Given our desire to be patient with the process, we elected not to publish last night. However, this morning, Mancow Muller made the following announcement on his radio program. And as has been our practice as of late, we are merely pointing to what another figure is now publicly reporting as fact.
Does money always corrupt? Does power always corrupt? I want to talk about what I believe is the bankrupt soul of a man named James MacDonald, the leader of thousands and thousands of Christians. I count myself as a Christian and a member of that flock; and what I saw behind the curtain sickened me. The amount of lies and deception that I witnessed sickened me. I went public in The Daily Herald. And this weekend, they will announce: James MacDonald is no longer a part of Harvest Bible Chapel. That is what my sources are telling me. There are many locations including the brilliant, beautiful cathedral in Chicago. And this will be the biggest story in religious news on earth today and you’re hearing it here first. I take no joy in this, but I really found him to be just a conman. Would have been a great car salesman. Would have been a great radio salesman. I would’ve liked to offer him a job selling the Mancow show here. My sources tell me he was fired, his assistant Rick will soon be gone and also the boys who I like a great deal, Luke and especially Landon. Again, I take no joy in this, but they also will be gone shortly. Again, I take no joy in this. But half a million dollars here, half a million dollars there, books that weren’t open, really just laughing at these fools – I mean I witnessed it – laughing at the fools around him and the flock that he saw as a bunch of marks – you know, the poor people, the old ladies, whatever that come in that really – I give 10% of my salary to charity, including money to Harvest Bible Church. And I’m not – I’m not – you know people don’t donate to have some guy move this here and that there, pass the buck, and buy himself a $100,000 truck or whatever, half a million dollar deer farm that was supposed to go to plant churches. Whatever it is, I wanted open books. Where’s our money going? Forty-two million dollars in debt … [conversation diverts to other topic] … So this guy, James MacDonald, who will be out this weekend, $42 million dollars in debt … he’s going to walk away – God knows how many millions he has – and he leaves behind $42 million dollars of debt. Wow, what a scammer!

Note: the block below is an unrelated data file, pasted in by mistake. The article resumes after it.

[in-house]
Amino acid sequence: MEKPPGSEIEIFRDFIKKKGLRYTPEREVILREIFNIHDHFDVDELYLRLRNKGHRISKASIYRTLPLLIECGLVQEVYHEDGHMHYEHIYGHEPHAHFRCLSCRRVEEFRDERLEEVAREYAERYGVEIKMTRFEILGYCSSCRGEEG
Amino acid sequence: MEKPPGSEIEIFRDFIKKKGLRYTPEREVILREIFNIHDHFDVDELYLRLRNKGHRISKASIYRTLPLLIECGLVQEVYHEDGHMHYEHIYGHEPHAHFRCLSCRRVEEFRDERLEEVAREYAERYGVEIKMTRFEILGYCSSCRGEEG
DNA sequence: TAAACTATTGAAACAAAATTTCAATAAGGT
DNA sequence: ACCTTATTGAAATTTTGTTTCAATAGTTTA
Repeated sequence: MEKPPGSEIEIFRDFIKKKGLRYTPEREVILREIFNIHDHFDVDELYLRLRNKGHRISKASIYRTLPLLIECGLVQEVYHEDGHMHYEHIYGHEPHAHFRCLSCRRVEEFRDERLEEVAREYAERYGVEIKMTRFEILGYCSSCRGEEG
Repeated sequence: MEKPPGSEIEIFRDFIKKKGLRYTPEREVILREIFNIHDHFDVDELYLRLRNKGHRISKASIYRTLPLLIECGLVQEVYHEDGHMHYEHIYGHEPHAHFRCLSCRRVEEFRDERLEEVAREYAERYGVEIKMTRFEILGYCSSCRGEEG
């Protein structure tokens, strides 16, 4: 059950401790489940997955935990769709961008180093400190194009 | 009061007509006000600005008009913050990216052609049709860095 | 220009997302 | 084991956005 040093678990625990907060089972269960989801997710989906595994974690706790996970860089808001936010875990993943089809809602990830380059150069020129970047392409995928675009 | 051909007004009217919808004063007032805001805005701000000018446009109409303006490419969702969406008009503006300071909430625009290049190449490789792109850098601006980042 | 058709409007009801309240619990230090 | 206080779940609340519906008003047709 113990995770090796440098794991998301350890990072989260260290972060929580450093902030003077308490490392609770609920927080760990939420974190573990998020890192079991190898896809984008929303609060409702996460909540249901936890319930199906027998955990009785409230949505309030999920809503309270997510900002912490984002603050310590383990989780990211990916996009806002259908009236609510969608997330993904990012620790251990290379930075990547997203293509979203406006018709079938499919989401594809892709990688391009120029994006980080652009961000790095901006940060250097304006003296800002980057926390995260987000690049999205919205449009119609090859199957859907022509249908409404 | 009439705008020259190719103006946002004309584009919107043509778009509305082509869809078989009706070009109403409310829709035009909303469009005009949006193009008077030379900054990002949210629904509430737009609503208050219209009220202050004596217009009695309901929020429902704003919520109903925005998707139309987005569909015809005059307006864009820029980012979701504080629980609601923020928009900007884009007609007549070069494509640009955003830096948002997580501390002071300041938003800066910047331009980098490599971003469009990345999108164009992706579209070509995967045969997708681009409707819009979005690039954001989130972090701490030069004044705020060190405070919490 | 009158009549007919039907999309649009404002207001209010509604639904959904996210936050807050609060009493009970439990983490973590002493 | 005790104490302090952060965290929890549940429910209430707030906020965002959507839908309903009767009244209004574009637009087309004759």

Again, we must stress that this situation is very fluid, and additional meetings may take place that could potentially alter the outcome that Mancow is confidently predicting and was the first to report. Thus, until we hear it clearly from the elders of HBC or MacDonald himself, we will but hope and pray for the elders to have the strength of character to do the hard thing.
In recent days, we have elected to remain silent to give the elders time and space to think, pray and act. Clearly, this story was far too significant to let it pass without comment by TED. But as a continued sign of our good faith and hope for this institution, we will keep the comment section on this post closed.
 The final week of December 2018 was not reported on the website. Instead, the year end numbers were announced in service.